These are fast and easy to use and simply require you to stick them in the ground. Most only measure pH and water however, although they are helpful for a quick assessment to determine if your plants are getting the nutrients that may be available.

Step by Step Soil Kit Test Directions: How to Measure Soil Nutrient Levels

I purchased the HoldAll Soil Test Kit (see an equivalent test: here) from a local gardening center to run my soil samples. I like that it had multiple tests included so I could run various samples from different areas on the property and through the growing season. Like other kits, it was designed to measure the NPK and pH levels in the soil using distilled water and soil for quick and easy results.

What You Need

Set of materials for soil testing

Soil Test Kit- Unless you have major soil problems that you are already aware of, choose a simple kit for easy results.

Although most soil tests work exactly the same, be sure to carefully read the directions provided by the company. They often provide hints to what yields the most accurate results and may also provide detailed suggestions for fertilization of specific plants, as well as a troubleshooting guide (which I always find helpful to read in advance to avoid the mistakes others make).

Soil Sample – Perennials, trees, and shrubs that have deeper roots should have samples taken from 6 to 12 inches below the surface of the soil. Otherwise, you can get soils at about 2 to 4 inches.

Distilled Water – Always use distilled water rather than tap or well water. The pH of your water will affect the results otherwise and provide inaccurate information.

Jar – You need a closable jar or container of some sort

A Notebook or Garden Journal- If you are taking the time to test your soil, then you definitely want to record and keep track of your results. This will help take the guesswork out of what next steps you need to take for healthier soils or fertilization, and help you keep your soil sample areas separate.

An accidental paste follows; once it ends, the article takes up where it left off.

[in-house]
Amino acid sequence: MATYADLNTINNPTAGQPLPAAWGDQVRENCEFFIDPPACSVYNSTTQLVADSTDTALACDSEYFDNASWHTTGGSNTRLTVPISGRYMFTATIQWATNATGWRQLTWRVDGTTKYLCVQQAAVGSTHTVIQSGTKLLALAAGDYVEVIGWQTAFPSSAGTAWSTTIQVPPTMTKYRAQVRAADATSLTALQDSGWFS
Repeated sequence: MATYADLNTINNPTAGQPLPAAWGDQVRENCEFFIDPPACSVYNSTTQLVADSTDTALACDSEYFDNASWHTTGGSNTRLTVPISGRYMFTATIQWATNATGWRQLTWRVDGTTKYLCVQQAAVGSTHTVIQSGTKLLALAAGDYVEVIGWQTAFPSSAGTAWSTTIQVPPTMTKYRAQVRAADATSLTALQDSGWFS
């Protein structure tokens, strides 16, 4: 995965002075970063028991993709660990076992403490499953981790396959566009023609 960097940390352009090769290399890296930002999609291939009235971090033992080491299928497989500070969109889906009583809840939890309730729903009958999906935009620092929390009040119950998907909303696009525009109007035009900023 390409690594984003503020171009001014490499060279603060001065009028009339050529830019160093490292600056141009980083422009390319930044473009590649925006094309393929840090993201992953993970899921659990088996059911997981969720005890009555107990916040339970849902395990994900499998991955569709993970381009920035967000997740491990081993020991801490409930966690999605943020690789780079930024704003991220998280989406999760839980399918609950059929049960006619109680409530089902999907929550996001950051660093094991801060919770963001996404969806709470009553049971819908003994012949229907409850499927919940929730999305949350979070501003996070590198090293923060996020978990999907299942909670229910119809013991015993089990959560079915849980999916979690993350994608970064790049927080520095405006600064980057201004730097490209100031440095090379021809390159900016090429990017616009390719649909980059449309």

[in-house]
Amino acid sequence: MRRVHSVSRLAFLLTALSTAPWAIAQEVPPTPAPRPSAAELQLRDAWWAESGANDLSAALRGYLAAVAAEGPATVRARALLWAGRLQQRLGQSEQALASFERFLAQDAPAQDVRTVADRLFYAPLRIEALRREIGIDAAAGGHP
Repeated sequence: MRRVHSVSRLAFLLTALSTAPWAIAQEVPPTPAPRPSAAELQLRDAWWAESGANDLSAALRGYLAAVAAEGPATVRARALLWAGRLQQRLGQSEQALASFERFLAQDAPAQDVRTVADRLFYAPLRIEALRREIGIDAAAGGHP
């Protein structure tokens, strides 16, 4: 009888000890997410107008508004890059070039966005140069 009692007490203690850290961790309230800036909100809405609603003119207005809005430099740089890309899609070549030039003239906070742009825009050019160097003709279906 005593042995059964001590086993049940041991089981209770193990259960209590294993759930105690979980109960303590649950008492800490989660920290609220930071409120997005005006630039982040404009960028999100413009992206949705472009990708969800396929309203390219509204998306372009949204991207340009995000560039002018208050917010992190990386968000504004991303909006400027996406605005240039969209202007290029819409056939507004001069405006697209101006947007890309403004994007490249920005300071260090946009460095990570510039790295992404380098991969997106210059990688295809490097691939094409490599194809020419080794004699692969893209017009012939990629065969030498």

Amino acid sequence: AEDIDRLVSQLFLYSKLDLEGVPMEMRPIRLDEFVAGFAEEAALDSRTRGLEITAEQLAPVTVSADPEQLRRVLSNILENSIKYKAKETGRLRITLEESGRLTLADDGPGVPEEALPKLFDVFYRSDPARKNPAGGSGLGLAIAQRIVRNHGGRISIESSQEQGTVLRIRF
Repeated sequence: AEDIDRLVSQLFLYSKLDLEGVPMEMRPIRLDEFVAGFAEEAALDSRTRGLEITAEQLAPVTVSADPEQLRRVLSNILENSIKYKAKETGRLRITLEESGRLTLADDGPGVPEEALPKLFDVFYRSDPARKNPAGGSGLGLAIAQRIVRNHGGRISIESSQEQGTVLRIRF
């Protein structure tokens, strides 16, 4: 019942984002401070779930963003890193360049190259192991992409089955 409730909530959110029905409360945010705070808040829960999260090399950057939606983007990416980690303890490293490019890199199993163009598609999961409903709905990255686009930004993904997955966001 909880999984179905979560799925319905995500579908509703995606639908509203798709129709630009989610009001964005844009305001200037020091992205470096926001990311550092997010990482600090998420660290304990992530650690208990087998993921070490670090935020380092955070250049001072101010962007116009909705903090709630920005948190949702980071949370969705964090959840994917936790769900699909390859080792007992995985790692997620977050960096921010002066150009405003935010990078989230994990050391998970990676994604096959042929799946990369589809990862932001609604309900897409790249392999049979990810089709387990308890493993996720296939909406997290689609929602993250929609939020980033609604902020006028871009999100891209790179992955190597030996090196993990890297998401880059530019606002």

Step 1: Take Your Soil Samples

Getting soil samples with plastic container

Gather your soils from the areas you are interested in testing. Be sure to get soil from 6 to 12 inches below the surface for woody perennials, bushes, and trees. Soil from 2 to 4 inches below the surface are fine for annuals and grasses. Be sure to remove any stones, sticks, weeds, roots, or any other organic materials from your samples as well as it can influence your results.

If you are sampling from multiple spots, be sure to label each from their location in order to have accurate readings. Placing soils in small plastic baggies or cups to organize in advance can be helpful.

Step 2: Create a Soil and Water Mixture to Set Aside

Soil and water mixture inside a glass jar

In order to get a good nutrient reading, you need to first create a soil to water mixture ratio at 1 parts soil to 5 parts water. Use distilled water if possible. Place this in a sealable, clean container and shake vigorously for at least one minute. Allow it to sit undisturbed until the soil settles out from the water. Depending on the types of soils you have this could take anywhere from a half hour to 24 hours. You want the water to be as clear as possible although cloudiness will not affect the testing accuracy.

Step 3: Take pH

Pointing at the soil test guide on the brochure

Take your pH levels first to help establish the ability of your soil to hold nutrients. You can do this at any time and have results in minutes. It does not require the soil and water mixture from step 2. In my kit I followed these simple steps;

  1. Fill green-capped tube to the first line with soil
  2. Pour powder from green capsule into the tube
  3. Add distilled water to the 4th line
  4. Cap and shake tube vigorously